Texas may meet some higher ed goals, officials say


Pearce Murphy

Members of the House Higher Education Committee listen as Raymund Paredes, commissioner of the Texas Higher Education Coordinating Board, discusses the importance of improving the state’s higher educational system Wednesday.

Joshua Fechter

While Texas is currently on track to reach targets intended to improve higher education in the state, some hurdles remain.

The Texas Higher Education Coordinating Board is the state agency charged with overseeing Texas’ higher education policy. In 2000 the coordinating board enacted Closing The Gaps by 2015, a plan for Texas higher education institutions to reach measurable goals to put the state on par with the rest of the country. The goals include increasing enrollment, undergraduate degrees, federal research funds and the national reputation of Texas’ higher education institutions.

Board commissioner Raymund Paredes told the House Higher Education Committee on Wednesday that the state’s higher educational system is not improving at a fast enough rate.

“In terms of public higher education in Texas, we’re getting better, we’re not getting better fast enough,” Paredes said.

The state aimed to enroll an additional 630,000 students in higher education institutions by 2015. As of 2012, Texas higher education institutions had enrolled 540,546 more students than in 2000, according to Paredes’ presentation.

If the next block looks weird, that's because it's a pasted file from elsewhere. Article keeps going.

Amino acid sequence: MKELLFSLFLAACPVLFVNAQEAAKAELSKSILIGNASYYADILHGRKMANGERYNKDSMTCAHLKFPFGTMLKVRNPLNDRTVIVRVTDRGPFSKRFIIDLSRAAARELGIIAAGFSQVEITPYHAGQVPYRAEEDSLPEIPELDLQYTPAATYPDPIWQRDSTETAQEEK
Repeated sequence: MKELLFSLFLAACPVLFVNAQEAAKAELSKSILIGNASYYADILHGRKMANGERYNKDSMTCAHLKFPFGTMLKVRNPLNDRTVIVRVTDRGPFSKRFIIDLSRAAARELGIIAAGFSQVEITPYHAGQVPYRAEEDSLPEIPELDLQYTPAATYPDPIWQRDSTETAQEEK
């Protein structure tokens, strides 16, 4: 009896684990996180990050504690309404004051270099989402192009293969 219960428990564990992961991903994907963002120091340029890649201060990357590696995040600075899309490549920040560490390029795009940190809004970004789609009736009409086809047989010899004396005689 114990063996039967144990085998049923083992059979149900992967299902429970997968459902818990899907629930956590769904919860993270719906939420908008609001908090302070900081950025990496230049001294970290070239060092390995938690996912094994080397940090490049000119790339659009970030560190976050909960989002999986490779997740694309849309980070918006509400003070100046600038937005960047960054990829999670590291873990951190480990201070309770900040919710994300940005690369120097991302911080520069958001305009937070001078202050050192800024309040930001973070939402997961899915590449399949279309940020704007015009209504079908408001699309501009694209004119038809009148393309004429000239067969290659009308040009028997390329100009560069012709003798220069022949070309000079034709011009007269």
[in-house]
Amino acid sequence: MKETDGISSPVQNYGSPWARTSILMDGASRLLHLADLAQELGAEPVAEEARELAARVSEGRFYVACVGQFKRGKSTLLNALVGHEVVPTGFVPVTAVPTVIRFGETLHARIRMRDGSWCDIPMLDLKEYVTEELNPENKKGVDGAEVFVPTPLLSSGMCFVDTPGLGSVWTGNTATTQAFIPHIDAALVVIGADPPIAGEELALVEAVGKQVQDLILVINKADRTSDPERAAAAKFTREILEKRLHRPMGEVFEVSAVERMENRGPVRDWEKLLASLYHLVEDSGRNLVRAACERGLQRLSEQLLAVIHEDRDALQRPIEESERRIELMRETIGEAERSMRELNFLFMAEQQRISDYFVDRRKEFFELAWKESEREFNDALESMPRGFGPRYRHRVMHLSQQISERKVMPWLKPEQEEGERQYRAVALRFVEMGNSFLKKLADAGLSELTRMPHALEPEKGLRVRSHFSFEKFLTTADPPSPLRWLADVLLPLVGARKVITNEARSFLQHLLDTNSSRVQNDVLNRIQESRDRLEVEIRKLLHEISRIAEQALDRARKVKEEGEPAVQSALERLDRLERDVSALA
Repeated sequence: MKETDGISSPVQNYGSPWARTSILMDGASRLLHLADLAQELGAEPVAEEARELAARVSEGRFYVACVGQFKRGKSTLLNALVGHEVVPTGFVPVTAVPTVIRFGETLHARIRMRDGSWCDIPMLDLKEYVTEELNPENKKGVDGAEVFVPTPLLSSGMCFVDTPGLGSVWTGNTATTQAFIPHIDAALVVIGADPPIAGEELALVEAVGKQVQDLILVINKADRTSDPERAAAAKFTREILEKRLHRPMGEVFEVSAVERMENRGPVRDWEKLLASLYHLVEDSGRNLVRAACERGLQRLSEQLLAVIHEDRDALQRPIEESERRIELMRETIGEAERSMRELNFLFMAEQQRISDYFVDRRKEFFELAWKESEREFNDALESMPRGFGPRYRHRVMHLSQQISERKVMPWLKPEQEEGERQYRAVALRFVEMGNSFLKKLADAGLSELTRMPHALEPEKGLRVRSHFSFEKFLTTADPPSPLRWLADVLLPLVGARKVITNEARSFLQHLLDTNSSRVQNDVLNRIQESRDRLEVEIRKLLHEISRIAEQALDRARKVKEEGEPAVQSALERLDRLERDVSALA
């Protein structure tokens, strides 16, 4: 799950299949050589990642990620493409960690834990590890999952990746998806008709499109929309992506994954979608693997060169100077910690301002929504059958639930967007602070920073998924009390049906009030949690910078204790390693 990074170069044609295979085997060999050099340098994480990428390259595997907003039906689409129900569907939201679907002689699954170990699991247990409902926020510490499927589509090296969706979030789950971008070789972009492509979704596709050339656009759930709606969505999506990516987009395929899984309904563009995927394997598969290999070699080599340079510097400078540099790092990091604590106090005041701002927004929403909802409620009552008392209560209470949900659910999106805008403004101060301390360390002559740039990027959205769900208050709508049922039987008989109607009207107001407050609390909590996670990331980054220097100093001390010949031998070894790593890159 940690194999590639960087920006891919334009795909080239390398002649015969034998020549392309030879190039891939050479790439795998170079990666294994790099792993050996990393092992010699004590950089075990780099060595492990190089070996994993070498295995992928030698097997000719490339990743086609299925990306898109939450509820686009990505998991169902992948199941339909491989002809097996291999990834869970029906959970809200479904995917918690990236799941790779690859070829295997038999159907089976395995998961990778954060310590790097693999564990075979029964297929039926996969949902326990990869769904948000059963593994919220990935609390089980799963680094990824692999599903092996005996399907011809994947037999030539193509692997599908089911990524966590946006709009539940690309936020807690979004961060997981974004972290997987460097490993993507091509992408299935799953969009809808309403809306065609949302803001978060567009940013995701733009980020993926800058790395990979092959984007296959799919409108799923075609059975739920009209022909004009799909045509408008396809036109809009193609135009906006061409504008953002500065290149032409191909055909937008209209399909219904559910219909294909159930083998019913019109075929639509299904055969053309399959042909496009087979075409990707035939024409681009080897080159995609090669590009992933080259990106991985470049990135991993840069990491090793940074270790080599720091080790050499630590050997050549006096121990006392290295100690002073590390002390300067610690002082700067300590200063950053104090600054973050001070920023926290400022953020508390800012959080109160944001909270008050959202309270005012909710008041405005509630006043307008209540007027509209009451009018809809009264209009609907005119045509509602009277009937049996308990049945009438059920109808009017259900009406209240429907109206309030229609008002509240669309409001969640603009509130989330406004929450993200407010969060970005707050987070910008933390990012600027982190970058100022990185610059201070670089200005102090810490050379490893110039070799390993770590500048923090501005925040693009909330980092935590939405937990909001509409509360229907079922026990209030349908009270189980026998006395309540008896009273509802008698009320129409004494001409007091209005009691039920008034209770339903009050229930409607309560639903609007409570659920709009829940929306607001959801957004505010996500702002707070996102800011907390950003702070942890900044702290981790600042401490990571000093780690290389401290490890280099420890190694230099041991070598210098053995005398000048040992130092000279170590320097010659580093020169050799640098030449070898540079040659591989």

Paredes said this number was above the coordinating board’s target for 2012 but that growth of enrollment has slowed within the past few years. Paredes said the national discussion questioning the value of a college degree and a state law requiring students to receive bacterial meningitis vaccinations may deter potential students from enrolling.

According to Paredes, enrollment of Hispanic and African-American students in state higher education institutions have about doubled since 2000.

Part of the initiative is to increase research funding that Texas universities receive from the federal government. Paredes said the state currently receives 5.9 percent of the federal government’s university research fund budget — sixth behind Massachusetts, Maryland, Pennsylvania, New York and California — which is short of the 6.5 percent it hopes to reach. 

“We still have a long way to go to be where we want to be,” Paredes said.

Paredes said the state is on track to meet its goal of awarding 210,000 undergraduate degrees or more annually by 2015, as it has awarded 196,561 as of 2012.

“We can enroll as many students as we possibly can, but if they don’t complete their credentials we haven’t accomplished much,” Paredes said.

There were also large increases in minority student graduations, as Hispanic and African-American students received 149 percent and 92 percent more degrees than in 2000.

State Rep. Dan Branch, R-Dallas and committee chairman, said Texas has the opportunity to take the lead in a national economy that has transitioned from an industrial economy to a knowledge-driven economy.

“Will Texas thrive in a knowledge economy the way that Pennsylvania and Michigan thrived during the industrial age … or will we fall back in a knowledge economy — as some of our sisters have that were once mighty economic engines but [are] now no longer?” Branch said.

Printed on Thursday, February 14, 2013 as: Hurdles remain for Higher ed